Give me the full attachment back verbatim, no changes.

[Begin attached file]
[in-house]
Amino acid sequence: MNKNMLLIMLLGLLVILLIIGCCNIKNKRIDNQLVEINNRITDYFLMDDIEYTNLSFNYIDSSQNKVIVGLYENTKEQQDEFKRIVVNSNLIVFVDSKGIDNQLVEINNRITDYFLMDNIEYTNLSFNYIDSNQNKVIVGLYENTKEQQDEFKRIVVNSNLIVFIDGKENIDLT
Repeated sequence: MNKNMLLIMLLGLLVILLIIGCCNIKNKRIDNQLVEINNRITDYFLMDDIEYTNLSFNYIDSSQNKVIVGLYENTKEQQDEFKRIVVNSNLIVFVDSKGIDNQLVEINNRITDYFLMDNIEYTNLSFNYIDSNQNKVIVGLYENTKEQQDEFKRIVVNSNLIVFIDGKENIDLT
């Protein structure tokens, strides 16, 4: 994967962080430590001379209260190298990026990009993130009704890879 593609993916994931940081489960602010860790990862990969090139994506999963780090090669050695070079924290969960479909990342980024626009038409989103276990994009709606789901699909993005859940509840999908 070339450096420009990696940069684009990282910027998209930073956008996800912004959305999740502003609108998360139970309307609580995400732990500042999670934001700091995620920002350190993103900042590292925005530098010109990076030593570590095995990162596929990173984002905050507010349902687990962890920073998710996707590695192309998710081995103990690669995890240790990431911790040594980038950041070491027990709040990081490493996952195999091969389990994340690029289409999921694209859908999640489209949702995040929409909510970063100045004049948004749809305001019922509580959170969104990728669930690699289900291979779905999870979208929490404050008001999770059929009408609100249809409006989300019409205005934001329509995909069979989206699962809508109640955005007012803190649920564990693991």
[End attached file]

[in-house]
Amino acid sequence: MNKNMLLIMLLGLLVILLIIGCCNIKNKRIDNQLVEINNRITDYFLMDDIEYTNLSFNYIDSSQNKVIVGLYENTKEQQDEFKRIVVNSNLIVFVDSKGIDNQLVEINNRITDYFLMDNIEYTNLSFNYIDSNQNKVIVGLYENTKEQQDEFKRIVVNSNLIVFIDGKENIDLT
Repeated sequence: MNKNMLLIMLLGLLVILLIIGCCNIKNKRIDNQLVEINNRITDYFLMDDIEYTNLSFNYIDSSQNKVIVGLYENTKEQQDEFKRIVVNSNLIVFVDSKGIDNQLVEINNRITDYFLMDNIEYTNLSFNYIDSNQNKVIVGLYENTKEQQDEFKRIVVNSNLIVFIDGKENIDLT
């Protein structure tokens, strides 16, 4: 994967962080430590001379209260190298990026990009993130009704890879 593609993916994931940081489960602010860790990862990969090139994506999963780090090669050695070079924290969960479909990342980024626009038409989103276990994009709606789901699909993005859940509840999908 070339450096420009990696940069684009990282910027998209930073956008996800912004959305999740502003609108998360139970309307609580995400732990500042999670934001700091995620920002350190993103900042590292925005530098010109990076030593570590095995990162596929990173984002905050507010349902687990962890920073998710996707590695192309998710081995103990690669995890240790990431911790040594980038950041070491027990709040990081490493996952195999091969389990994340690029289409999921694209859908999640489209949702995040929409909510970063100045004049948004749809305001019922509580959170969104990728669930690699289900291979779905999870979208929490404050008001999770059929009408609100249809409006989300019409205005934001329509995909069979989206699962809508109640955005007012803190649920564990693991």